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A Tennessee lawmaker thinks the Three-Fifths Compromise—an article of the Constitution that counted enslaved people as 60 percent of a human being—has been unfairly maligned.
On Tuesday morning, Tennessee lawmakers debated yet another iteration of a bill to ban “critical race theory” from the state’s public schools curriculum. Versions of such legislation have cropped up around the country recently as Republicans react to a push to make schools more inclusive by educating students about systemic racism. Last week, Idaho Gov. Brad Little signed one such ban into law.
Tennessee’s version of the bill would, among other things, prohibit educators from teaching that “This state or the United States is fundamentally or irredeemably racist or sexist”—something that isn’t happening now. It would also bar teachers from “promoting division” between classes or races, a nebulous concept that critics say is designed to shut down discussions about the role of race and racism in American history.
“I’ve sat here praying for about five or ten minutes about how I’m going to address this issue,” Rep. Justin Lafferty of Knoxville started his remarks on the floor. Apparently he didn’t pray hard enough, because it got much worse from there.
“The Three-Fifths Compromise—and I’ve not looked this up, I’m rolling off of memory here, so bear with me—came after we declared our independence to Britain, which was at the time a world power that we can’t comprehend today,” Lafferty said. He went on to call the compromise a “bitter, bitter pill” that was necessary to unify the American colonies, and argued that delegates to the Constitutional Convention made the compromise in order to end slavery.
“By limiting the number of population in the count, they specifically limited the number of representatives that would be available in the slaveholding states, and they did it for the purpose of ending slavery,” Lafferty said. “Well before Abraham Lincoln. Well before [the] Civil War. Do we talk about that? I don’t hear that anywhere in this conversation!”
While it’s true that the Three-Fifths Compromise was integral to the unification of the states and ratification of the Constitution, and that some in the new Northern states opposed slavery, the compromise was also meant to stop the Southern states, which had large enslaved populations, from dominating the new government. Congress would keep making compromises that continued the practice of slavery until the Civil War, which finally brought about the necessary end of slavery and the repeal of the Three-Fifths Compromise from the Constitution.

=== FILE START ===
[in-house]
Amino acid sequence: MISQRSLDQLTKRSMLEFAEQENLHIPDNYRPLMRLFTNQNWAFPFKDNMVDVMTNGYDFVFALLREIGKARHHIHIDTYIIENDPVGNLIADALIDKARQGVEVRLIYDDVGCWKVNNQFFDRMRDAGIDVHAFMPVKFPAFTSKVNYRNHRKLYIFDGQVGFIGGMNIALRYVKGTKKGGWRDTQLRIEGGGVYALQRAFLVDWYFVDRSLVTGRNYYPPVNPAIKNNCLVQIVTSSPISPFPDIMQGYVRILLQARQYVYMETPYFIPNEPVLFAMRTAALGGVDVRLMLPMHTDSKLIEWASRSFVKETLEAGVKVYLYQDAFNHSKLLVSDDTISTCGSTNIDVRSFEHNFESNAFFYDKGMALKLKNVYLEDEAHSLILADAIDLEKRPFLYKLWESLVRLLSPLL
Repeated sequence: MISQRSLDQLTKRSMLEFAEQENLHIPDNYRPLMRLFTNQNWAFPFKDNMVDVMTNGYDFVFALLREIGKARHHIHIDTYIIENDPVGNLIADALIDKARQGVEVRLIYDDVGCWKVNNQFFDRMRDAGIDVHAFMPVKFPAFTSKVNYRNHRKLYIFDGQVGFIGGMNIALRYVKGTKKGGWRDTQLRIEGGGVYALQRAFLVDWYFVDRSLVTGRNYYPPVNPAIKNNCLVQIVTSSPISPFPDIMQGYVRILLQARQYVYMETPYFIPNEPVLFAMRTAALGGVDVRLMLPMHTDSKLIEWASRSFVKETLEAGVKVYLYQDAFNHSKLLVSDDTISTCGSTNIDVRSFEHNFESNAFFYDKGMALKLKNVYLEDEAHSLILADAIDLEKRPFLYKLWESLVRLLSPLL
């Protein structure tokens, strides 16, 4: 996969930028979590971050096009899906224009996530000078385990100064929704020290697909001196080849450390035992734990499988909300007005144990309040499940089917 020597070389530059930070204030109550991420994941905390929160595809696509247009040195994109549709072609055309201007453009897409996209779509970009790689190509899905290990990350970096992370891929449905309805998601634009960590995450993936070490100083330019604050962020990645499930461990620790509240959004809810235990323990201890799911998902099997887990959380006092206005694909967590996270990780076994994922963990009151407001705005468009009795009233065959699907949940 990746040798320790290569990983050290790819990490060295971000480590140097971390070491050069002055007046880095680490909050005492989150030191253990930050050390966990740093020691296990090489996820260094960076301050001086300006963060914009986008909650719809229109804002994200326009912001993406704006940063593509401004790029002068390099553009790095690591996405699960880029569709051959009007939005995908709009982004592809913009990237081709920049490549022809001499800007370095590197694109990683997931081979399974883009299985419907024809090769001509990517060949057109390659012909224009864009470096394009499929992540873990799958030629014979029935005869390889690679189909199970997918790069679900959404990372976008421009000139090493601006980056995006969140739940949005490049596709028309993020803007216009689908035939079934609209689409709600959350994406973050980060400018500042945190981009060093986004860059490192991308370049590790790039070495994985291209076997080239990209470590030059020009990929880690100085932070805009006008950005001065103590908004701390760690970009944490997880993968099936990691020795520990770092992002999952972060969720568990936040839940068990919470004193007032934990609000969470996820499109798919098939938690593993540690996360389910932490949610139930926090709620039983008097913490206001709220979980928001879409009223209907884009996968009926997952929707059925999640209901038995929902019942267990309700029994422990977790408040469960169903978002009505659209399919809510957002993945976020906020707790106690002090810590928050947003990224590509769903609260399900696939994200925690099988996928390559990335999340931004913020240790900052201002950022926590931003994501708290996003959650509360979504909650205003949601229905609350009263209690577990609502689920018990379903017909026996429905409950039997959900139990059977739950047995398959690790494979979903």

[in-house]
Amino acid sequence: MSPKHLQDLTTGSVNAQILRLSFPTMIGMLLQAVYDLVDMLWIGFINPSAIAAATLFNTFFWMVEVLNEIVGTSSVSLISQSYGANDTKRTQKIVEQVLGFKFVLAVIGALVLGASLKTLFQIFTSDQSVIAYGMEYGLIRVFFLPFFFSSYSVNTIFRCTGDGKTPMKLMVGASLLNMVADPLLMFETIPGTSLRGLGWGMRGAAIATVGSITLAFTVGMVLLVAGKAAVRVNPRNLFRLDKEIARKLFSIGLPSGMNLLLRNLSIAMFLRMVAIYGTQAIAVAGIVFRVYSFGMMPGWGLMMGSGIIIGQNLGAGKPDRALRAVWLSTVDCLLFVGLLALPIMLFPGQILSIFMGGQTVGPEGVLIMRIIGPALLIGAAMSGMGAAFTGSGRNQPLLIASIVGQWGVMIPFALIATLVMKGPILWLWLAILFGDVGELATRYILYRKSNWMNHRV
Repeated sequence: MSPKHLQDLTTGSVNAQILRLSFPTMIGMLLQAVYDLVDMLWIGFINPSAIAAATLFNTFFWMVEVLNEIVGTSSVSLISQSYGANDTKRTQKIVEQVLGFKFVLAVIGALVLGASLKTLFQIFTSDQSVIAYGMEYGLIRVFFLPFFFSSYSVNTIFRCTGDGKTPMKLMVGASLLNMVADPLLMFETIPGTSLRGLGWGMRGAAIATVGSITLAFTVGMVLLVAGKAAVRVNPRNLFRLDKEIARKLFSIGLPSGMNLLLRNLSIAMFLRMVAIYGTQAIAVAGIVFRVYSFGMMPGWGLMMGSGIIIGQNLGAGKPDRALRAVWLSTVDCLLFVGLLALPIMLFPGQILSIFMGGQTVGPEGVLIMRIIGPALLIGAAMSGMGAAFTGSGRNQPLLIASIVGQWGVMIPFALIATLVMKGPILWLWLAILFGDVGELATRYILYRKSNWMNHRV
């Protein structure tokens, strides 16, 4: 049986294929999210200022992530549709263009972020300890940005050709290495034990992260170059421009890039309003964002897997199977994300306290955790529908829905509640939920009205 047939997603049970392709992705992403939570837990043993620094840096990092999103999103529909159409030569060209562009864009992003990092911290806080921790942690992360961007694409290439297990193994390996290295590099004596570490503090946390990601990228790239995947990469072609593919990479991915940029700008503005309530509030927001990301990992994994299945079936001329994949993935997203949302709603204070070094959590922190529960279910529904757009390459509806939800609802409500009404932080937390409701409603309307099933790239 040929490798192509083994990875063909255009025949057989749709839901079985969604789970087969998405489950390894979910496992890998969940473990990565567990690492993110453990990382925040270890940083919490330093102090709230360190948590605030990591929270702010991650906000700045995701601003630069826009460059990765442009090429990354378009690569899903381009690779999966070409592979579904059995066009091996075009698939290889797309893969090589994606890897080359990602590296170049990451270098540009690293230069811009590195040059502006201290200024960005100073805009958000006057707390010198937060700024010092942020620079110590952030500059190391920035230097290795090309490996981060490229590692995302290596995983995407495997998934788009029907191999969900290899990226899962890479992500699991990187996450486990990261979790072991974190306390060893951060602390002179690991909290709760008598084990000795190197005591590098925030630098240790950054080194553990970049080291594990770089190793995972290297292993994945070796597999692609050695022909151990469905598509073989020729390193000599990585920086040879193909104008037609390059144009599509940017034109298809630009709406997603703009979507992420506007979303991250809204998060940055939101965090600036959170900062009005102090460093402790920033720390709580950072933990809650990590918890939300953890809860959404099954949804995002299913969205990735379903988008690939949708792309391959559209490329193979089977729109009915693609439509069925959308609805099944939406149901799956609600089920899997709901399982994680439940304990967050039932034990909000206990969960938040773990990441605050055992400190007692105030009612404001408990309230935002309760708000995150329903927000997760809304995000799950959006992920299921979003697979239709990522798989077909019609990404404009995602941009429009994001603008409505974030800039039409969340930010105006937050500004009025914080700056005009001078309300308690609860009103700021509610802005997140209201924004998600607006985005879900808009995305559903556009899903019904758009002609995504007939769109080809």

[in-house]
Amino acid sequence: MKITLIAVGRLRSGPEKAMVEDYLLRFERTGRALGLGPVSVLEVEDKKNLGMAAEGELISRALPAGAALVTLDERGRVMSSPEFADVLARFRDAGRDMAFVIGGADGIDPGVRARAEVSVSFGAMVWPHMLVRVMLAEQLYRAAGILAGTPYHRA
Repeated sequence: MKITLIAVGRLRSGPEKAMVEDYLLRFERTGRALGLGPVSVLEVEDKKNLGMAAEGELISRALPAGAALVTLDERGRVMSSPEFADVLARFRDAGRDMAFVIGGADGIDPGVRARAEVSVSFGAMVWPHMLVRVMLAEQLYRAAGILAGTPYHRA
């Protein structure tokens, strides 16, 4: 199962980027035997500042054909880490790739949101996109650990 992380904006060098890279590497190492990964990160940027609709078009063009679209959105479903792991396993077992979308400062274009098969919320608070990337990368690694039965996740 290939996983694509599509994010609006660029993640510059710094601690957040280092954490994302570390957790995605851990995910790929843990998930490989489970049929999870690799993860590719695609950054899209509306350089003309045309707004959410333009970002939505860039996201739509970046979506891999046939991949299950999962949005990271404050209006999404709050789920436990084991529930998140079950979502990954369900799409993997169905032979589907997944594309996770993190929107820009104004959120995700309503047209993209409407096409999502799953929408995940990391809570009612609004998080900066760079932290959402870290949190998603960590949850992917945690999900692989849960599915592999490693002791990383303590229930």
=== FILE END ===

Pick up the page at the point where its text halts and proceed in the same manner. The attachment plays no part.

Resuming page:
“I don’t say anything on this floor today with any malice toward any of my friends on the other side,” Lafferty said later. “I say this only because I’m tired, y’all.” At the end of his speech, some House Republicans clapped for Lafferty.
Lafferty is somehow not the first state legislator this year to defend the integrity of the Three-Fifths Compromise; in April, Colorado state Rep. Ron Hanks, also a Republican, made a joke about a colleague named Lynch before arguing the compromise “was not impugning anybody’s humanity.”
Also last month, while debating a bill similar to Tennessee's, Louisiana state Rep. Ray Garofolo argued that teachers should be impartial about topics such as slavery and teach “the good, the bad, and the ugly” of the system which kept Black Americans in chains for centuries, before being forced to clarify that he actually didn’t think there was anything “good” about slavery.
Predictably, Lafferty’s Black colleagues slammed both his comments and the bill he was commenting on. Speaking with MSNBC, Rep. London Lamar said the Republicans are “whitewashing history” and that they’re “not even clear on what the issues of the Three-Fifths Compromise and other racism issues in America are.”
“Using the word Critical Race Theory and all of these other acronyms that they don’t even understand themselves is, to me, an opportunity for them not to be held accountable to the history of what White America has done to Black people,” Lamar told MSNBC.
Antonio Parkinson, the chairman of the Tennessee General Assembly’s Black Caucus, said in a statement that the Tennessee General Assembly’s “conversations around race are very uncomfortable,” but that the “real insult was when the House Republicans clapped for [Lafferty] when he finished his diatribe.”
“What I appreciate about his soliloquy is the fact that he gave us his truth, his rationale as to why he was supporting the amendment to force teachers through law to whitewash historical events,” Parkinson added. “This is exactly what needs to happen in our state.”